30-06 design questions


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stubbicatt
June 14, 2013, 11:57 PM
I'm not sure where to begin my search to find an answer, for what is to me, a particularly vexing aspect of the 30-06 cartridge design.

I understand it began life as the 30-03, same basic case with a heavier, round nose, bullet. There was a change in 06 to the present configuration, with a spitzer bullet. Yet there remains inside the case with a M2 ball load of 4895 or the equivalent, and a 150 grain bullet, a lot of airspace.

I find myself wondering why they designed a cartridge with so much unused powder capacity?

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PRD1
June 15, 2013, 12:08 AM
the 1903 and 1906 loadings were originally dependent on the early smokeless powders, such as Whistler-Aspinwall (WA), which were less dense than later developments, and likely needed the additional space.
This turns out to be a serendipitous characteristic, which permits the .30-06 case to be loaded to deliver much better ballistics with any weight bullet, and take advantage of later, denser but slower-burning propellants.

PRD1 - mhb - Mike

rcmodel
June 15, 2013, 12:24 AM
They probably needed the case capacity with the longer 220 grain RN and smokeless powders of the day in the 30-03.

Then the change to the spitzer bullet was made 3 years later to keep up with the French and Germans.

And the original 30-03 Springfield's were modified by setting the barrels back and re-chambering them with the new chamber with a shorter case neck.

Too late to design a new rifle around the existing cartridge length at that late date.

And by then, Army Ordinance was starting to suspect the French were onto something again with a heavier Balle D boat-tail bullet weighing 198 grains.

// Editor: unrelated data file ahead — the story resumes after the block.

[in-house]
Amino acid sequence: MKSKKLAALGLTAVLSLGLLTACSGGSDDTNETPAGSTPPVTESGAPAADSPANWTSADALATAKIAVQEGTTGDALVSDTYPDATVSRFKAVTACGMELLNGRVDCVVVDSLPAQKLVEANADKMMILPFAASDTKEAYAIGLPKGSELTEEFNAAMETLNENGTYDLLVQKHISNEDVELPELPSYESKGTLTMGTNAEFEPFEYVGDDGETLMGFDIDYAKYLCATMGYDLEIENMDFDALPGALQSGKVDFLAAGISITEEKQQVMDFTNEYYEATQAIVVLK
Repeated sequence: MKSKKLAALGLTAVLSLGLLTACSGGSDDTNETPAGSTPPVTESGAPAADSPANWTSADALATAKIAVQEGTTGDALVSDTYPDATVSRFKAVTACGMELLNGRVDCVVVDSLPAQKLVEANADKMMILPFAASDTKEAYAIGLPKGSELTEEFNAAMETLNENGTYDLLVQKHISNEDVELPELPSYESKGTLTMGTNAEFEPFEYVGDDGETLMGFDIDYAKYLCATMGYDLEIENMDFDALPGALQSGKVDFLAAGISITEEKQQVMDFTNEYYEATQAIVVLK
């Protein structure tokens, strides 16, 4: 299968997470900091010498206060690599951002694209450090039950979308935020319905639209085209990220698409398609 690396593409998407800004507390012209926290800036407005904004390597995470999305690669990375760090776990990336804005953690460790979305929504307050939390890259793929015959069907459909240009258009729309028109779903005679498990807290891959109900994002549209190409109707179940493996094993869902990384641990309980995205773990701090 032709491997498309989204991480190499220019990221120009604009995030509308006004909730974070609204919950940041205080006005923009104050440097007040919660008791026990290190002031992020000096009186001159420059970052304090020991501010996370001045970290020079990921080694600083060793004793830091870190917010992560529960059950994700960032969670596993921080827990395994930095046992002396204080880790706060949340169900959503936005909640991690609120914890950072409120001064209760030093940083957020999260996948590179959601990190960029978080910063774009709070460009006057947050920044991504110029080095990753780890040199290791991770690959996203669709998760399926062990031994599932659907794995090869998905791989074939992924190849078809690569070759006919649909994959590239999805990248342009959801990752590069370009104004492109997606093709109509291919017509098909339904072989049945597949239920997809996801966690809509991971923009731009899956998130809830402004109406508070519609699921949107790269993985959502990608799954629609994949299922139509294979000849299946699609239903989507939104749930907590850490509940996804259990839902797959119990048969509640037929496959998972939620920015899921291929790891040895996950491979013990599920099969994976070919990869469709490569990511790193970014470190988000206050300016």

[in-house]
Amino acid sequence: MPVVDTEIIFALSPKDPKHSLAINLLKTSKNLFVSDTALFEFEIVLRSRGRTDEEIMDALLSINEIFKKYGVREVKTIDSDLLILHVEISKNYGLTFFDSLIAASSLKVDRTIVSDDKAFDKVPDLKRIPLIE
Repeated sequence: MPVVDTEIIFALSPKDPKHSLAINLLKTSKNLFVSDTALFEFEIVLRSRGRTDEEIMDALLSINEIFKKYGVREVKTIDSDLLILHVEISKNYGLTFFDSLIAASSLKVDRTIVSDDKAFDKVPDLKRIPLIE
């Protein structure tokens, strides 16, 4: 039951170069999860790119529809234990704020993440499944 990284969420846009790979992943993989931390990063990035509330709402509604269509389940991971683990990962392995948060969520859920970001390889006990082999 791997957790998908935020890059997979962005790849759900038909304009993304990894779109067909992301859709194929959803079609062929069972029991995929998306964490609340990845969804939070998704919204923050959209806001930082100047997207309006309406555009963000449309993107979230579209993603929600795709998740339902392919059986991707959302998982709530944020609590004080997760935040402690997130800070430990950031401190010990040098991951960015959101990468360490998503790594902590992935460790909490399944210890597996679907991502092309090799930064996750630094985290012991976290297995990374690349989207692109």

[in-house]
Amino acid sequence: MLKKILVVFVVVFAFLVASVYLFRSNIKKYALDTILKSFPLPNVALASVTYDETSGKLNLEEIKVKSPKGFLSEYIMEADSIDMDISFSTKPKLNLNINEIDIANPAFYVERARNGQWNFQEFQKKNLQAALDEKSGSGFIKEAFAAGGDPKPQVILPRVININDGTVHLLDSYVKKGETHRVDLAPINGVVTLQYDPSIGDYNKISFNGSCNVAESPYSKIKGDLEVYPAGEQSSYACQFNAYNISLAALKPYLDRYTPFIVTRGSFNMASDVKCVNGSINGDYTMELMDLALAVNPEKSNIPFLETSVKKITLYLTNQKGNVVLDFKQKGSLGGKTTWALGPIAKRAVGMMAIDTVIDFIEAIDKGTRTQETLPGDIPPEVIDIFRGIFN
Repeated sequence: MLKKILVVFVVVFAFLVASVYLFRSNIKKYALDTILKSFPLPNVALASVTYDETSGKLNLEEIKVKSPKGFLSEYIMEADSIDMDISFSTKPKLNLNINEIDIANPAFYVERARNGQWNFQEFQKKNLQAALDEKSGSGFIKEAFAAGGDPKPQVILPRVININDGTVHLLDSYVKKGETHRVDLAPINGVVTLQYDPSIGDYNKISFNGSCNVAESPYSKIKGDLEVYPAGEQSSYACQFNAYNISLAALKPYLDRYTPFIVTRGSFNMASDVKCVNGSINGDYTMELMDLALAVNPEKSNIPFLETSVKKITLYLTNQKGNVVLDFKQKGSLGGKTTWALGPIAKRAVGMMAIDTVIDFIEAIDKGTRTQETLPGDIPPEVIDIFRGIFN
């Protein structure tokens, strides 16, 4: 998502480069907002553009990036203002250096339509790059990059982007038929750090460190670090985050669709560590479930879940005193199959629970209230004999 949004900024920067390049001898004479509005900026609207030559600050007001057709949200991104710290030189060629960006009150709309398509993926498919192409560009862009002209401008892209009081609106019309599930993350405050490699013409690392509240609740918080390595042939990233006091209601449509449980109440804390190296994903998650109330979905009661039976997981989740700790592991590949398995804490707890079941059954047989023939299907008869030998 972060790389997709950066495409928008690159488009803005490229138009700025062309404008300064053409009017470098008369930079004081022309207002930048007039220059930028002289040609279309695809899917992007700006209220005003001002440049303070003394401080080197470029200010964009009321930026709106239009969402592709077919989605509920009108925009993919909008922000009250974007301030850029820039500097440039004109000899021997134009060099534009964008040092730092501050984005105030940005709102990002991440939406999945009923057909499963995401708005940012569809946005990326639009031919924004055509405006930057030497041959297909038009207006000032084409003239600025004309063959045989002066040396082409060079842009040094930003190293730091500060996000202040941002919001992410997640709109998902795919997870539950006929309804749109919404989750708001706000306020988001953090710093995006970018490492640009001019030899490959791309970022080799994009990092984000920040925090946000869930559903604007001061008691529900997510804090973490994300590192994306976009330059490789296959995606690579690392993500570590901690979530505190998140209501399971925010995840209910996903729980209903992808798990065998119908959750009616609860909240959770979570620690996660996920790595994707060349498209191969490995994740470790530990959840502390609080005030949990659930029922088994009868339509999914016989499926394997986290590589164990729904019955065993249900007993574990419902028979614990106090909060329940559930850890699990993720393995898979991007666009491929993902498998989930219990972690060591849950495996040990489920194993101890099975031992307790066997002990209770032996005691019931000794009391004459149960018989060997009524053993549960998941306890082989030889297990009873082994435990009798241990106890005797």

It & the German heavy boat-tail spitzer had vastly longer range then our 150 flat-base bullet when used in machineguns. Like 50% more range.
And that wouldn't do if we ever had to fight them.
Which we did, twice.

I suspect they wanted to leave themselves enough case capacity to go with a heavier spitzer boat-tail bullet later on.
And by the 1920's they had, with the 174.5 grain M1 ball load.

And by then, it was too late, (or too early?) to re-design the 30-06 case into the .308 case, and have to start over designing new rifles and machineguns for the shorter case.

Because the dogs of war were straining at the leashes again by then.

rc

Jim K
June 15, 2013, 11:11 PM
That empty space was one of the reasons for the adoption of the 7.62 NATO, a more efficient case with comparable ballistics and considerable savings of brass, a critical material in war. (During WWII, Frankford Arsenal turned out 1.2 million rounds of .30 ammo - per day. Shortening the case 1/2 inch would save a lot of brass at that rate.)

Of course the reduction of cartridge size also meant less shipping space per round. less of a load for the GI, and a reduction of weapon size and weight.

Jim

rcmodel
June 15, 2013, 11:32 PM
All true of course.

But I don't think anyone thought of it that way between WWI and WWII, or for the next few years after.